But he too is under suspicion because of his American upbringing and accusations that he has helped French prisoners escape from Dartmoor Prison. If he's to keep out of a British prison himself and secure his place in British society, Lord Ashmoor needs a wife beyond reproach--something the vexingly beautiful Honore certainly is not. Though they find themselves drawn to each other, family obligations may conspire to keep them apart forever.

For the sake of her heart, Honore determines to prove Ashmoor's innocence--even if doing so risks her own life.

From the first sentence, award-winning author Laurie Alice Eakes thrusts you into high drama amid the rocky cliffs of Devonshire, England, and keeps you suspended there until the final page.

Review by Blanche Mancuso

This book by Laurie Alice Eakes was a dramatic story about Honore Bainbridge, daughter of Lord Bainbridge. After her father passed away Honore goes back to England to live in Bainbridge house. She wants to clear her father's name as he was accused of murder before he flew to America. Honore meets Lord Ashmoor. However it is not by chance that Honore meets Lord Ashmoor. It seems that Lord Ashmoor has a marriage contract that involves Honore. They fall in love. Honore learns that Lord Ashmoor also has some bad press to his name. Can Honore help clear both her father and Lord Ashmoor's names?

A thrilling climax as all names are cleared and the guilty exposed for who they are and Honore's prayers are all answered.

“Available October 2013 at your favorite bookseller from Revell, a division of Baker Publishing Group.”

The Entity Who Came for Christmas is a sweet treat!

Pru Daniels opens the door at her friend's house to see the one person she wished that she never saw again...Simon Howell. What was Pru thinking dating Simon. Witches and Vampire Demon Hunters do not mix. Well at least Pru taught Simon a lesson that he will not soon forget. Pru cursed Simon. Now Simon has a bit of a impotence problem. Don't mess with a witch. Or at least break up on friendly terms.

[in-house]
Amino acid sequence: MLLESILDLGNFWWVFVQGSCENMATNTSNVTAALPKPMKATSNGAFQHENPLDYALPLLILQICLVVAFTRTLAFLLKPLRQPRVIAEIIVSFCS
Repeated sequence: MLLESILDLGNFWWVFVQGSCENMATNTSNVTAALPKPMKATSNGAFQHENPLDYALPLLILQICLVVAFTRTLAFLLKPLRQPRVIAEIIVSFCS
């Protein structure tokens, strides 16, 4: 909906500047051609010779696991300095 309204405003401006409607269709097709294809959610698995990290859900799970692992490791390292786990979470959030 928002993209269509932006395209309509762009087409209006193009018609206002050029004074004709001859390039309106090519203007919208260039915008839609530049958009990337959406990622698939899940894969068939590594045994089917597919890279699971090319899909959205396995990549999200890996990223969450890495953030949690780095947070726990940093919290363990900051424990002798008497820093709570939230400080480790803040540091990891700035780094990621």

This is a quick read. This novella while only less than 67 pages long reads like a full length book. Reading this novella makes me want to read the next book that much faster. I love the humor that Cat brings to all her characters. Also, I have to comment and say that her witches and vampire demon hunters are some of the sexiest characters living in Vamptown.

Pru and Simon had no lack of chemistry. In fact, they had so much that they could melt the snow and make it steam. It was great to see Zoe again as well. The Entity Who Came for Christmas is a sweet treat!

No Dawn for Men: A Novel of Ian Fleming, J.R.R. Tolkien, and Nazi Germany

Book Summary
In 1938, Nazi Germany prepares to extend its reach far beyond its borders. The key to domination lies in a secret that would make their army not only unbeatable, but un-killable. MI-6, knowing that something potentially devastating is developing, recruits scholar and novelist John Ronald Reuel Tolkien to travel to Germany to find out what this might be, using the German popularity of his children’s novel THE HOBBIT as cover. Joining him there is MI-6 agent Ian Fleming, still years away from his own writing career but posing as a Reuters journalist. Together, Tolkien and Fleming will get to the heart of the secret – and they will face a fury greater than even their prodigious imaginations considered possible. Both an astounding work of suspense and a literary treasure trove to delight fans of either author, NO DAWN FOR MEN is a nonstop adventure.
My Review
While I am an avid reader, I have not read much of Fleming or Tolkien. While reading this book I got to know them better and am intrigued by them. Will check out their work. I say that the authors did a good portrayal of Fleming and Tolkien.

I have read pretty much all of Mr. LePore's books. I have been a fan of his since the first time I read his books and have been ever since. However Mr. LePore's latest book, No Dawn for Men showcases just how much of a talented writer he is!

I thought that besides Mr. LePore that Carlos Davis did a great job as well. I could never tell where one writer stopped and the other one picked up. I blasted through this book. This was a bit of a surprise for me but at the same time not. One because I am not usually a fan of the historical books unless they are in the 1920s or military themed, which this book is military themed in a way but it also has intrigue and great characters.